Prevalence of methicillin resistant Staphylococcus aureus and resistance pattern of its clinical strains to beta-lactam antibiotics
Staphylococcus aureus is the leading overall cause otf nosocomial infections with increasing resistance to β lactam antibiotics. This study was carried out to study the current resistant/susceptibility pattern of S. aureus to β lactam antibiotics and prevalence of Methicillin Resistant S. aureus (MRSA) in the studied population. Clinical isolates of S. aureus strains were collected from Medical Microbiology Unit of University College Hospital, Ibadan between May and October, 2012. The isolates were confirmed through growth on Mannitol Salt Agar (MSA) and tube coagulase test. The susceptibility / resistance pattern of the S. aureus strains to antibiotics were tested by disc diffusion method. Fifty studied S. aureus strains were highly resistant to Amoxycillin (92%), Aztreonam (70%), but high susceptibility was observed to Imipenem (90%), Cefotaxime (62%), Ceftazidine (50%), Cefoxitin (66%), Ceftriazone (52%), Amoxycillin/Clavulanic acid (50%), S. aureus strains (42%) that were resistant to amoxicillin were susceptible to amoxicillin/clavulanic acid while 34% of the studied S. aureus strains were MRSA. The relatively high prevalence of MRSA in the studied S. aureus strains call for surveillance studies and implementation policies in control of MRSA. Cephalosporins are still relatively effective for treatment of S. aureus infections. The observed synergy in this study between imipenem and aztreonam is an indication that combine therapy of imipenem and aztreonam will lead to enhanced antimicrobial activity of aztreonam.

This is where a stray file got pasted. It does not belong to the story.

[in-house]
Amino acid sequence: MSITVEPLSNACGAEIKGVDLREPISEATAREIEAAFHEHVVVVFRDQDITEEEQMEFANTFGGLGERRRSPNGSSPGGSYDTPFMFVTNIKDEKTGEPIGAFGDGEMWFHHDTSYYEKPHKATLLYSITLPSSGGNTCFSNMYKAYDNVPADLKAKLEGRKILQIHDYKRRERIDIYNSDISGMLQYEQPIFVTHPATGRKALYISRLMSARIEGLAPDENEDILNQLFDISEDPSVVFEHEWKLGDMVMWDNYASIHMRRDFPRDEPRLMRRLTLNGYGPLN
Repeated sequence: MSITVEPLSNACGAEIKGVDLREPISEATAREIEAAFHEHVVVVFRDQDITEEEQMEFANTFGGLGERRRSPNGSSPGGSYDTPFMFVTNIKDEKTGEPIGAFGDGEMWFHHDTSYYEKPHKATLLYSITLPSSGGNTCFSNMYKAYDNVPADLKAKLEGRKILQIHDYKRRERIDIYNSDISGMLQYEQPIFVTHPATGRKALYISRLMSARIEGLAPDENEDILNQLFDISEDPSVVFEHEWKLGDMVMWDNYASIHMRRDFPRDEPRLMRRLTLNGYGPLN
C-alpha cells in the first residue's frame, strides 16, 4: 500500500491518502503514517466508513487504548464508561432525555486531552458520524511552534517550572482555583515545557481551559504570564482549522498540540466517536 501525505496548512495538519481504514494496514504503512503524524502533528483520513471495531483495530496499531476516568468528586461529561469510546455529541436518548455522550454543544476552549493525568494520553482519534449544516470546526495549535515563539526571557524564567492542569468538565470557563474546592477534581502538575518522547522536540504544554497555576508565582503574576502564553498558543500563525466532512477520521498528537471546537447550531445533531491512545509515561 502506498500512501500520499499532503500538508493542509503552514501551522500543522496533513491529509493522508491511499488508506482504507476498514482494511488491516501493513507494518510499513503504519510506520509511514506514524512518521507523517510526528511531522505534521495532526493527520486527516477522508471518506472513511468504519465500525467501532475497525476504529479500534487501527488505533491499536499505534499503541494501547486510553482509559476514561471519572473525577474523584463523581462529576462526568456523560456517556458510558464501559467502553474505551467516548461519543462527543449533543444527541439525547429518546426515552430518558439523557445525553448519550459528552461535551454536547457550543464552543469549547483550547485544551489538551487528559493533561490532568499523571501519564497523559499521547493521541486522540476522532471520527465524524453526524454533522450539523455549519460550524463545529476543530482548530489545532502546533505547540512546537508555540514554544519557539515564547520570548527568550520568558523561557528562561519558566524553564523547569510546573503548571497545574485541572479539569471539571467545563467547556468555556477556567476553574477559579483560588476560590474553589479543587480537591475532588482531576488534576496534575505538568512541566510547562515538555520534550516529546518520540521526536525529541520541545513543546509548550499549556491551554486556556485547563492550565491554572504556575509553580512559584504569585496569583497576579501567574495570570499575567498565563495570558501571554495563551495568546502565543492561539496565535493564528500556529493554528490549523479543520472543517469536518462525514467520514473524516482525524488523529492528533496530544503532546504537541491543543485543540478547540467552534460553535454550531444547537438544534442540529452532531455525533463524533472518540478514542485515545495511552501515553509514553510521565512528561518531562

Key words: Antibiotics, Resistance, S. aureus, MRSA